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Capuchins

Catholic religious congregation approved in 1528 comprising men consecrated to an austere and joyous life, close to the people, following the example of Saint Francis of Assisi and his first companions (1209-1226), and the messianic model of Jesus and his apostles in spreading the creed of peace

 
Conventuals

Unlike the Reformed Friars, the Conventual Friars followed the instructions from the papal and episcopal magisterium from the outset. Therefore, they are involved in praiseworthy preaching, philosophical, theological and also professional training, and they are generally resident in large convents in the centre of cities or large towns.

 
Custody

Since the XIII century not only have territories inhabited by friars been divided into either Franciscan or Capuchin areas, but they have also been divided into districts known as 'custodies'. It is an area with around five to fifteen convents, with a similar road network and local mentality. Usually, each custody has its own novitiate house, especially in periods with large numbers of friars, as was the case of the Capuchins in the XVII and XVIII centuries.

 
Erice town

Elymian and Roman town. After a period of abandonment in the early Middle Ages, it regained vitality starting in the XII century, jealously preserving its socio-political autonomy. Since 1962, Erice has become even more active thanks to the Fondazione Ettore Majorana which promotes international scientific conferences of high renown.

 
Franciscan

Religious family structured in three sections - the First, Second and Third Orders - founded by the famous Saint Francis of Assisi in the first part of the XIII century. With its itinerant style, it immediately became widespread in the main European nations. The Franciscans’ spirituality and presence helped to transform the European continent with two types of settlement: in towns (the conventual tradition) and outside (the various reformed traditions).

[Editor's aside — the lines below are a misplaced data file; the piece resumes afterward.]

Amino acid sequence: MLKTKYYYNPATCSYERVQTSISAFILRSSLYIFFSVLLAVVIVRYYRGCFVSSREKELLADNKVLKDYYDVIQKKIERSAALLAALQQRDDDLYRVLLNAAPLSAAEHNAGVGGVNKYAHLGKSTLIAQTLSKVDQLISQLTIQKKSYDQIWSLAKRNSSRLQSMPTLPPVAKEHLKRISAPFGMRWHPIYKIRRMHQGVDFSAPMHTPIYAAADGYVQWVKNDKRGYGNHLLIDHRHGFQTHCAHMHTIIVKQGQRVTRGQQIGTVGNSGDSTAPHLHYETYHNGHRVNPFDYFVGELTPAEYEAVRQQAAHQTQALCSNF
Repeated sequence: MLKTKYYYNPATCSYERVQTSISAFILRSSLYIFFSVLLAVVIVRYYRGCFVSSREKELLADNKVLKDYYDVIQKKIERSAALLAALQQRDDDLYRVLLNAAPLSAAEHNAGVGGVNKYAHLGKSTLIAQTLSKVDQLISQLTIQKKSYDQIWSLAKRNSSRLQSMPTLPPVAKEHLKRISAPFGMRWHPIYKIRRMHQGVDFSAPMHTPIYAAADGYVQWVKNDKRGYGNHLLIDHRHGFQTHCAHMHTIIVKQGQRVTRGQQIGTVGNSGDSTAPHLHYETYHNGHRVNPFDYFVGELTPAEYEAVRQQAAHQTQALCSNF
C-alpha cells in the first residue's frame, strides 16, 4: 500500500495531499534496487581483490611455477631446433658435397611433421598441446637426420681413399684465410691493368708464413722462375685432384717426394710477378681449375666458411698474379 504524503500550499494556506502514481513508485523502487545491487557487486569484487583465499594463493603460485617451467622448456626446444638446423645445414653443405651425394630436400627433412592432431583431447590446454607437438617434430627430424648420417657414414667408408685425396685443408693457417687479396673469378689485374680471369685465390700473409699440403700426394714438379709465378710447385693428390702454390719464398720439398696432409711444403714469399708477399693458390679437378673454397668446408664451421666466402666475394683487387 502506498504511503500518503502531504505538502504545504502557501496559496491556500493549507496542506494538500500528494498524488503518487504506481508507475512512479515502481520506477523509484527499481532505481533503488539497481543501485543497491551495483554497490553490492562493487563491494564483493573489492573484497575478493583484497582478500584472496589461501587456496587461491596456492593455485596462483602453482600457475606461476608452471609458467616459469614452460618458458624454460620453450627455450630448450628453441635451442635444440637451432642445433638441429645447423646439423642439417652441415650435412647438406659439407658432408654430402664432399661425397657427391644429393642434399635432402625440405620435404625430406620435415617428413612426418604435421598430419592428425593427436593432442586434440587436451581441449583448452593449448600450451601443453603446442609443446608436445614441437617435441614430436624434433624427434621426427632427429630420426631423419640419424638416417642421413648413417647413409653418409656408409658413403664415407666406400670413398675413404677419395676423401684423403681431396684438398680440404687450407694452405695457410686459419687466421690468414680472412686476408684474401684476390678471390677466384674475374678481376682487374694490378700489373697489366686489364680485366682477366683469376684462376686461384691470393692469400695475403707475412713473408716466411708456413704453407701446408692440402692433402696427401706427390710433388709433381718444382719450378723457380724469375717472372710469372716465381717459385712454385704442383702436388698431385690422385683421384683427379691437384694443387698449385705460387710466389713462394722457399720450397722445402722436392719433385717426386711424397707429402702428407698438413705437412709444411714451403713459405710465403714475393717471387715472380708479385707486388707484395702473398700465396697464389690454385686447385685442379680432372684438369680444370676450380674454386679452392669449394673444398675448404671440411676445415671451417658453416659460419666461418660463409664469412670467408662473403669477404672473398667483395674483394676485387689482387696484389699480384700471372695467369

Geopolitics

Established in military circles, geopolitics is the science that studies the many variables in the territory that interact and change throughout time. It places emphasis on the geographic variable, that is, how the physical and geological conformation influences human settlements and civilisation in periods of peace or war.

 
Guardian

To name the local superior of a fraternity Francis of Assisi used a term taken from the pastoral world of the Bible, referring to the guardian of the flock. The main characteristic of the community of friars’ everyday life is their observance of biblical values.

 
Lay brother

Professed friar who lives the Capuchin Franciscan life in its essential evangelical form. Devoted to simple prayer and faithful work, it is easier for lay brothers to lead a life of holiness and example. Among the Capuchin Friars, there is a host of holy, blessed and venerable lay brothers, servants of God, beloved by the people, and in various cases, also by the top figures in the ecclesiastic hierarchy and the nobles and notables of civil society. 

 
Minister

Like the terms ‘guardian’ and ‘custodian’, ‘minister’ takes its authentic meaning from the Bible. Francis loved to define their leadership in the same terms as Jesus Christ who called himself his disciples’ ‘minister and servant’ so that they could learn that true leadership can be experienced in faithful, joyful and responsible 'diakonia'.

 
Novitiate

Trial year for candidates wanting to enter the fraternal religious life of the Capuchins, at the end of which they are accepted into the temporary profession. Established by Gregory IX in the XIII century, this training period has experienced the usual trends of all such institutions: original fervour, consolidation, decadence, reform, and so on. The Capuchins and in general all the Franciscan reforms make the novitiate period one of extreme austerity, with special forms of contemplation and penitence. The distinctive feature showing a novice’s maturity is his serenity and joy (sign of integration, maturity and perfection of charity), in the various forms of penitence and mortification.

 


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